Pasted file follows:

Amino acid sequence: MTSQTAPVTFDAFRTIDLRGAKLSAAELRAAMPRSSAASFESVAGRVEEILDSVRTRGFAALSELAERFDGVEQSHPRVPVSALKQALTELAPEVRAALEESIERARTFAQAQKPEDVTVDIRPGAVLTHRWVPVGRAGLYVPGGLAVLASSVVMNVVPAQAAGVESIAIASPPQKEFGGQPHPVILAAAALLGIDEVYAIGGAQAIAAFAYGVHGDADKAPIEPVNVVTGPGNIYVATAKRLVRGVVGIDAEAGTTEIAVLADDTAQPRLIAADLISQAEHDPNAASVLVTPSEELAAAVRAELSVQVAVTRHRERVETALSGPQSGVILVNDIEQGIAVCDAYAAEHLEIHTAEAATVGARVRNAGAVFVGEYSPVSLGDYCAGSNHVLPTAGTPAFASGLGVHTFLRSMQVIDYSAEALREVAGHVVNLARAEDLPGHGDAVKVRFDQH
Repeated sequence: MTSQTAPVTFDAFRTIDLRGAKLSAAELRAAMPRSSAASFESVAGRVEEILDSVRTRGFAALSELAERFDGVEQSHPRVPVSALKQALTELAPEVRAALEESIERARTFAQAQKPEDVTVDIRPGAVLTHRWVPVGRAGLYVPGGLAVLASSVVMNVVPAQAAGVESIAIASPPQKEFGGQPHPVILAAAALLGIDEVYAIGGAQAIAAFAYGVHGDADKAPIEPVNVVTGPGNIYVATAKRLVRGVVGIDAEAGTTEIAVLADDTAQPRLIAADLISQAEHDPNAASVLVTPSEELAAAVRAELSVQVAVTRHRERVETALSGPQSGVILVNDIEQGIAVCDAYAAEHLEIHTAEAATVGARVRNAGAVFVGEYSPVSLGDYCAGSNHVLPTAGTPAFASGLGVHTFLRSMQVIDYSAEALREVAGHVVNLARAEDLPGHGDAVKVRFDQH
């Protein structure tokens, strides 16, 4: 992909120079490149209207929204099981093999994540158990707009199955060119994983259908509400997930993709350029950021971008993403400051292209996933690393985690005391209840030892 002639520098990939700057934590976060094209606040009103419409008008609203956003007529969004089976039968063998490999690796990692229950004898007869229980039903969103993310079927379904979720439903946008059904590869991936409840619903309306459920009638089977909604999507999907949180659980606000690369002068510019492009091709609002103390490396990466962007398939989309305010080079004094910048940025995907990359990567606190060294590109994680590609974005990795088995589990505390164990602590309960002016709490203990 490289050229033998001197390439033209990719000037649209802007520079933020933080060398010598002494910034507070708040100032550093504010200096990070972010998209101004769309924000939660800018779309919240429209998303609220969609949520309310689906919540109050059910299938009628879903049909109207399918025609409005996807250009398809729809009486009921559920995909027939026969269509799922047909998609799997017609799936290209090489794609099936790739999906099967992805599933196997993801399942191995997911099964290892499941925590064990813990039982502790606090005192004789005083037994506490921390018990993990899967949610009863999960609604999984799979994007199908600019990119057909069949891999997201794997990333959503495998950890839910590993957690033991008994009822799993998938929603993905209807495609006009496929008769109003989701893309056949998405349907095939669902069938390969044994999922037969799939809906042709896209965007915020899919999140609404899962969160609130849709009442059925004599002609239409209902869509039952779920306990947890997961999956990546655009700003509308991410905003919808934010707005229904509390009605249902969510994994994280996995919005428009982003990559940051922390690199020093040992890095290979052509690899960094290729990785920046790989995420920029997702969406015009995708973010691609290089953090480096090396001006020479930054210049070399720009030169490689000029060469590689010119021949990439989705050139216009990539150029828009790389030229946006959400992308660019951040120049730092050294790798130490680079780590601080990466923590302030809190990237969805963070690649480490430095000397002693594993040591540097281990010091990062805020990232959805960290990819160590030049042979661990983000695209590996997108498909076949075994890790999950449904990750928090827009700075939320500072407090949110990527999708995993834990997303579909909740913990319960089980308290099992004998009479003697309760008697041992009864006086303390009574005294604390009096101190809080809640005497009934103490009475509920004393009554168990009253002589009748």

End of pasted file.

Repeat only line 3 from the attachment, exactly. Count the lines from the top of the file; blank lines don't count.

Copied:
């Protein structure tokens, strides 16, 4: 992909120079490149209207929204099981093999994540158990707009199955060119994983259908509400997930993709350029950021971008993403400051292209996933690393985690005391209840030892 002639520098990939700057934590976060094209606040009103419409008008609203956003007529969004089976039968063998490999690796990692229950004898007869229980039903969103993310079927379904979720439903946008059904590869991936409840619903309306459920009638089977909604999507999907949180659980606000690369002068510019492009091709609002103390490396990466962007398939989309305010080079004094910048940025995907990359990567606190060294590109994680590609974005990795088995589990505390164990602590309960002016709490203990 490289050229033998001197390439033209990719000037649209802007520079933020933080060398010598002494910034507070708040100032550093504010200096990070972010998209101004769309924000939660800018779309919240429209998303609220969609949520309310689906919540109050059910299938009628879903049909109207399918025609409005996807250009398809729809009486009921559920995909027939026969269509799922047909998609799997017609799936290209090489794609099936790739999906099967992805599933196997993801399942191995997911099964290892499941925590064990813990039982502790606090005192004789005083037994506490921390018990993990899967949610009863999960609604999984799979994007199908600019990119057909069949891999997201794997990333959503495998950890839910590993957690033991008994009822799993998938929603993905209807495609006009496929008769109003989701893309056949998405349907095939669902069938390969044994999922037969799939809906042709896209965007915020899919999140609404899962969160609130849709009442059925004599002609239409209902869509039952779920306990947890997961999956990546655009700003509308991410905003919808934010707005229904509390009605249902969510994994994280996995919005428009982003990559940051922390690199020093040992890095290979052509690899960094290729990785920046790989995420920029997702969406015009995708973010691609290089953090480096090396001006020479930054210049070399720009030169490689000029060469590689010119021949990439989705050139216009990539150029828009790389030229946006959400992308660019951040120049730092050294790798130490680079780590601080990466923590302030809190990237969805963070690649480490430095000397002693594993040591540097281990010091990062805020990232959805960290990819160590030049042979661990983000695209590996997108498909076949075994890790999950449904990750928090827009700075939320500072407090949110990527999708995993834990997303579909909740913990319960089980308290099992004998009479003697309760008697041992009864006086303390009574005294604390009096101190809080809640005497009934103490009475509920004393009554168990009253002589009748």